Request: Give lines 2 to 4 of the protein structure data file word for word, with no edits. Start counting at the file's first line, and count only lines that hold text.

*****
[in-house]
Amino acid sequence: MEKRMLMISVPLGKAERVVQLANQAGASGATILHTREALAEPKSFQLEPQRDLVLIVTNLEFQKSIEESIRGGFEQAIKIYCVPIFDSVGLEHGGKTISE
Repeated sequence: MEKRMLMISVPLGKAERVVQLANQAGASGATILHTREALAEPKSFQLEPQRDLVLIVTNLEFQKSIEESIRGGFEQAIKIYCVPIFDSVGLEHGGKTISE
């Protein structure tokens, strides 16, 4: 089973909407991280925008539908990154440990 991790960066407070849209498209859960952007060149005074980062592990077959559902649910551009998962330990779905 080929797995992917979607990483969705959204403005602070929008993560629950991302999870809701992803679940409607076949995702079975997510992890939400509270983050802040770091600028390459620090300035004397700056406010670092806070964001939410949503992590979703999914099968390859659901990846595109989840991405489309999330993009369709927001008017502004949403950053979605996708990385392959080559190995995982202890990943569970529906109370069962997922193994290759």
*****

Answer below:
Amino acid sequence: MEKRMLMISVPLGKAERVVQLANQAGASGATILHTREALAEPKSFQLEPQRDLVLIVTNLEFQKSIEESIRGGFEQAIKIYCVPIFDSVGLEHGGKTISE
Repeated sequence: MEKRMLMISVPLGKAERVVQLANQAGASGATILHTREALAEPKSFQLEPQRDLVLIVTNLEFQKSIEESIRGGFEQAIKIYCVPIFDSVGLEHGGKTISE
């Protein structure tokens, strides 16, 4: 089973909407991280925008539908990154440990 991790960066407070849209498209859960952007060149005074980062592990077959559902649910551009998962330990779905 080929797995992917979607990483969705959204403005602070929008993560629950991302999870809701992803679940409607076949995702079975997510992890939400509270983050802040770091600028390459620090300035004397700056406010670092806070964001939410949503992590979703999914099968390859659901990846595109989840991405489309999330993009369709927001008017502004949403950053979605996708990385392959080559190995995982202890990943569970529906109370069962997922193994290759």